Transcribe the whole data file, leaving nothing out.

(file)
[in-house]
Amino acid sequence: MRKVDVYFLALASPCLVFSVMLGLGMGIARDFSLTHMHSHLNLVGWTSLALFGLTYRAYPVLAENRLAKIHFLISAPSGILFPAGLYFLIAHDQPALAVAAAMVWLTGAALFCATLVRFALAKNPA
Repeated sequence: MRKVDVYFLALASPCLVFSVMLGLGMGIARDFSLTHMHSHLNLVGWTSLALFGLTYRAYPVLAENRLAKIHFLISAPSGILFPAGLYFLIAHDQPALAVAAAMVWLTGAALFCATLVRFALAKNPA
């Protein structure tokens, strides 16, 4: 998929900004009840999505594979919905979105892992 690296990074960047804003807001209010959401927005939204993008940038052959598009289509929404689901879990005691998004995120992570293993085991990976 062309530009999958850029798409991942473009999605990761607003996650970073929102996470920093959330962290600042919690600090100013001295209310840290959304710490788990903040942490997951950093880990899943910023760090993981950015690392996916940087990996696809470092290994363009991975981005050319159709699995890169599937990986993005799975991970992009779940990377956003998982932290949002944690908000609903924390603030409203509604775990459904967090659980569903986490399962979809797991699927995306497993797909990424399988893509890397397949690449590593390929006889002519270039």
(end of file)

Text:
[in-house]
Amino acid sequence: MRKVDVYFLALASPCLVFSVMLGLGMGIARDFSLTHMHSHLNLVGWTSLALFGLTYRAYPVLAENRLAKIHFLISAPSGILFPAGLYFLIAHDQPALAVAAAMVWLTGAALFCATLVRFALAKNPA
Repeated sequence: MRKVDVYFLALASPCLVFSVMLGLGMGIARDFSLTHMHSHLNLVGWTSLALFGLTYRAYPVLAENRLAKIHFLISAPSGILFPAGLYFLIAHDQPALAVAAAMVWLTGAALFCATLVRFALAKNPA
């Protein structure tokens, strides 16, 4: 998929900004009840999505594979919905979105892992 690296990074960047804003807001209010959401927005939204993008940038052959598009289509929404689901879990005691998004995120992570293993085991990976 062309530009999958850029798409991942473009999605990761607003996650970073929102996470920093959330962290600042919690600090100013001295209310840290959304710490788990903040942490997951950093880990899943910023760090993981950015690392996916940087990996696809470092290994363009991975981005050319159709699995890169599937990986993005799975991970992009779940990377956003998982932290949002944690908000609903924390603030409203509604775990459904967090659980569903986490399962979809797991699927995306497993797909990424399988893509890397397949690449590593390929006889002519270039």